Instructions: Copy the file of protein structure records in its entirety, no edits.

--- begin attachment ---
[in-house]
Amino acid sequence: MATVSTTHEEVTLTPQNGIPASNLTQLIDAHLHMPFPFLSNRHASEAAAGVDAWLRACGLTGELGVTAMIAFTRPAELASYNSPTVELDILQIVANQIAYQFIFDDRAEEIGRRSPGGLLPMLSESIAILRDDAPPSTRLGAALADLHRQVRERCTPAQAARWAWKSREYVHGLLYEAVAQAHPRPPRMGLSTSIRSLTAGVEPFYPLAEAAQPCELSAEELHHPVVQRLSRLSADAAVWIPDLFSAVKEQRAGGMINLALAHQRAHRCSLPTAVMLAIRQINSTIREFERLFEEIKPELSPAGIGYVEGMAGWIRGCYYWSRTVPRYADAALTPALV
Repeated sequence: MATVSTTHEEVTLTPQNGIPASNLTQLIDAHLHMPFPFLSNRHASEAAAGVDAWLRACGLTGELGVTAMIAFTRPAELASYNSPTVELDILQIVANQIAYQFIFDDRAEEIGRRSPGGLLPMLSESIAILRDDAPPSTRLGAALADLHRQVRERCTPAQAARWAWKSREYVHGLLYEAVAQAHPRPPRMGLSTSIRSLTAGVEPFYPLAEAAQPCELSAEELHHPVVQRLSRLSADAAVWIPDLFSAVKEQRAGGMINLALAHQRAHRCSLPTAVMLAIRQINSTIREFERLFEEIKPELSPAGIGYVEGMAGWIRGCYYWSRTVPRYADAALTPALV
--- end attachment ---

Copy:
[in-house]
Amino acid sequence: MATVSTTHEEVTLTPQNGIPASNLTQLIDAHLHMPFPFLSNRHASEAAAGVDAWLRACGLTGELGVTAMIAFTRPAELASYNSPTVELDILQIVANQIAYQFIFDDRAEEIGRRSPGGLLPMLSESIAILRDDAPPSTRLGAALADLHRQVRERCTPAQAARWAWKSREYVHGLLYEAVAQAHPRPPRMGLSTSIRSLTAGVEPFYPLAEAAQPCELSAEELHHPVVQRLSRLSADAAVWIPDLFSAVKEQRAGGMINLALAHQRAHRCSLPTAVMLAIRQINSTIREFERLFEEIKPELSPAGIGYVEGMAGWIRGCYYWSRTVPRYADAALTPALV
Repeated sequence: MATVSTTHEEVTLTPQNGIPASNLTQLIDAHLHMPFPFLSNRHASEAAAGVDAWLRACGLTGELGVTAMIAFTRPAELASYNSPTVELDILQIVANQIAYQFIFDDRAEEIGRRSPGGLLPMLSESIAILRDDAPPSTRLGAALADLHRQVRERCTPAQAARWAWKSREYVHGLLYEAVAQAHPRPPRMGLSTSIRSLTAGVEPFYPLAEAAQPCELSAEELHHPVVQRLSRLSADAAVWIPDLFSAVKEQRAGGMINLALAHQRAHRCSLPTAVMLAIRQINSTIREFERLFEEIKPELSPAGIGYVEGMAGWIRGCYYWSRTVPRYADAALTPALV